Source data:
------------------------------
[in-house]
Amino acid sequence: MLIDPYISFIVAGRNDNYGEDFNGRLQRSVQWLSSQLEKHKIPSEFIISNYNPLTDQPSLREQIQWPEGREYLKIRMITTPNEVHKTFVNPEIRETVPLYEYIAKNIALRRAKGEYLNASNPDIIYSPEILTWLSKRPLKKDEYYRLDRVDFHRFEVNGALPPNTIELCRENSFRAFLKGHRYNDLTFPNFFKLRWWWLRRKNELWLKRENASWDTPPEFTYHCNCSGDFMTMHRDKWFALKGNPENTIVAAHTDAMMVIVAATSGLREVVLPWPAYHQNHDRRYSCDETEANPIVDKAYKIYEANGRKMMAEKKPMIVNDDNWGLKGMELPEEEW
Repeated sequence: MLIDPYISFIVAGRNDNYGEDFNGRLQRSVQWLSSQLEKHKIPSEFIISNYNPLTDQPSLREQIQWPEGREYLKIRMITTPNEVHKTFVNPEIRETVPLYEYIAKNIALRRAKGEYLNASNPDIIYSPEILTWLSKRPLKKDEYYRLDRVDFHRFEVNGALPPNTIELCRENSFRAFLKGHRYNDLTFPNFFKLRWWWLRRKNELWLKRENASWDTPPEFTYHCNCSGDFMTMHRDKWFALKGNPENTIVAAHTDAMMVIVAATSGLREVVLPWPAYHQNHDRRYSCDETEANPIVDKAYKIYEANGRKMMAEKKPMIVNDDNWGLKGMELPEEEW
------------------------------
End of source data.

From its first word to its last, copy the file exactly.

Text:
[in-house]
Amino acid sequence: MLIDPYISFIVAGRNDNYGEDFNGRLQRSVQWLSSQLEKHKIPSEFIISNYNPLTDQPSLREQIQWPEGREYLKIRMITTPNEVHKTFVNPEIRETVPLYEYIAKNIALRRAKGEYLNASNPDIIYSPEILTWLSKRPLKKDEYYRLDRVDFHRFEVNGALPPNTIELCRENSFRAFLKGHRYNDLTFPNFFKLRWWWLRRKNELWLKRENASWDTPPEFTYHCNCSGDFMTMHRDKWFALKGNPENTIVAAHTDAMMVIVAATSGLREVVLPWPAYHQNHDRRYSCDETEANPIVDKAYKIYEANGRKMMAEKKPMIVNDDNWGLKGMELPEEEW
Repeated sequence: MLIDPYISFIVAGRNDNYGEDFNGRLQRSVQWLSSQLEKHKIPSEFIISNYNPLTDQPSLREQIQWPEGREYLKIRMITTPNEVHKTFVNPEIRETVPLYEYIAKNIALRRAKGEYLNASNPDIIYSPEILTWLSKRPLKKDEYYRLDRVDFHRFEVNGALPPNTIELCRENSFRAFLKGHRYNDLTFPNFFKLRWWWLRRKNELWLKRENASWDTPPEFTYHCNCSGDFMTMHRDKWFALKGNPENTIVAAHTDAMMVIVAATSGLREVVLPWPAYHQNHDRRYSCDETEANPIVDKAYKIYEANGRKMMAEKKPMIVNDDNWGLKGMELPEEEW